Catalyst Leaders: 5 Telltale Signs | Part 2/2
By Gumball Associate, Tracey Lovejoy
To read the first part, please go here
Tracey Lovejoy is an Associate Certified Coach through the International Coach Federation, an accredited facilitator of The Five Behaviors of a Cohesive Team, and a Certified Everything DiSC Trainer and Partner. She has worked with clients in a variety of large organizations such as Amazon, Steelcase, Microsoft, Intel, and Vodafone, as well as supporting executives in small businesses and CEOs of startups. The core values she brings to her engagements are awareness, courageous action, and empathy.
In 2020, she published the book MOVE FAST. BREAK SHIT. BURN OUT. - a personal operations manual that helps Catalysts move fast without losing people, break shit with intentionality and lessen the intensity of the burnout cycle that most Catalysts experience. This post shares the five attributes that are common to a Catalyst - the signs that you are dealing with a Catalyst, or that you yourself are a Catalyst.
In the 2nd part, she tells you the remaining two telltale signs of a catalyst, how others describe them and how you can find out if you are a catalyst yourself.
4. Drive for Action That TRANSFORMS
Once a Catalyst has picked the visions that are worth driving toward they MUST take action. It is painful to not take action. And at the center of their drive is changing the world for the better. This drive comes across like a lifetime purpose to make the world around them better.
“I make things happen! If I go into a job or project I want to lead it and make things happen. I want to make it a success. I see the moving parts to make it happen. I see the goal and the way to make it get there.”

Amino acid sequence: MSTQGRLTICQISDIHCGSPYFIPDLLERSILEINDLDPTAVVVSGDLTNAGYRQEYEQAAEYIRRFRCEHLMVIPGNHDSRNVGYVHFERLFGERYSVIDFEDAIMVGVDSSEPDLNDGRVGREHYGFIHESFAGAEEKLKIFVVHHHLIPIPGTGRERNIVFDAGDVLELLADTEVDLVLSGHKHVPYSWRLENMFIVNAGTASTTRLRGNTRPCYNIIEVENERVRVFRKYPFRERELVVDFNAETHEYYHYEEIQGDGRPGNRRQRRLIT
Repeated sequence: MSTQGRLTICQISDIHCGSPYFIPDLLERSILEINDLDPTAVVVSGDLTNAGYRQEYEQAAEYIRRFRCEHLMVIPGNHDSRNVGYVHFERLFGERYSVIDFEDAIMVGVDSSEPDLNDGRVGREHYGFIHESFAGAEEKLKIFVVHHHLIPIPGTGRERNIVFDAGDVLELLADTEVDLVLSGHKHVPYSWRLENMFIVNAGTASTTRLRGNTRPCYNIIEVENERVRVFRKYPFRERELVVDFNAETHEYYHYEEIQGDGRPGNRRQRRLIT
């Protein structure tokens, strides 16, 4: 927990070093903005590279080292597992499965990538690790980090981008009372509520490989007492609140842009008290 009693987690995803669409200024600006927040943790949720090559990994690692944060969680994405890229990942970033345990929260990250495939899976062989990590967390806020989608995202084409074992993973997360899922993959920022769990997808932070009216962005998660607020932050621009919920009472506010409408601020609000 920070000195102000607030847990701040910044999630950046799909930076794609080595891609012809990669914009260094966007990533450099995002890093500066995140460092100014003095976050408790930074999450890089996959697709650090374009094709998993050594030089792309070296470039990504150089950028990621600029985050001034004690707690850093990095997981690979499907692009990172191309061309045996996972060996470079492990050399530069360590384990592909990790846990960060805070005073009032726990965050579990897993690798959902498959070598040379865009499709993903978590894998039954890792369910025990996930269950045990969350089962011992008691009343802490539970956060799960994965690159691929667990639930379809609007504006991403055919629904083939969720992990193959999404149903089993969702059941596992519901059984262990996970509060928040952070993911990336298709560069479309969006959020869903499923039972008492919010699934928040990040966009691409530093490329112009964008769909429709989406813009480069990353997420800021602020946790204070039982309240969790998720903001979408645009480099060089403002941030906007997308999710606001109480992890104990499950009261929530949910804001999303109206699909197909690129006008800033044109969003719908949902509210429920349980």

“Can you transform situations? Are you having a transformative role in how your daughter sees the world, how your department approaches research, how you do analysis? As a Catalyst it is kind of in your DNA – you have this drive to do it! To think about how something can grow, be exciting, innovative.”
This drive for action is a key differentiator between visionaries and Catalysts.
5. Learning and Experimentation Mindset
The final common attribute of Catalysts is how they engage with the world around them when they are taking action that allows for constant forward movement. Like scientists or designers they have a learning and experimentation mindset. This process is called many different things, such as the design thinking process, action learning or action research. And Catalysts are naturals.
With each new action they take, they monitor the results, learn and then iterate to make their next step even better. This process allows for constant action and allows for a reframe of failure. If you see your actions as ‘right’ or ‘wrong’, then the right action leads to success and the wrong action leads to failure. If, as a Catalyst, you view your actions as experiments then even if something doesn’t end up as you expected it to, it is just information – valuable information that guides how your next step should be redirected.
Unexpected outcomes or “failures” become a challenge, not an endpoint. This mindset creates tremendous resiliency and makes the Catalysts among us appear buoyant in the face of difficulty.
This way of being can be difficult for those around them because even when things come together well, a Catalyst doesn’t (or can’t) stop seeing possibility and optimizing for improved results. The pace of iteration, innovation and change can drive the people around them crazy.
“Game-changing or catalyzing with integrity means being clear on the long-term picture that you are willing to fail and experiment to bring to fruition… I don’t give up.”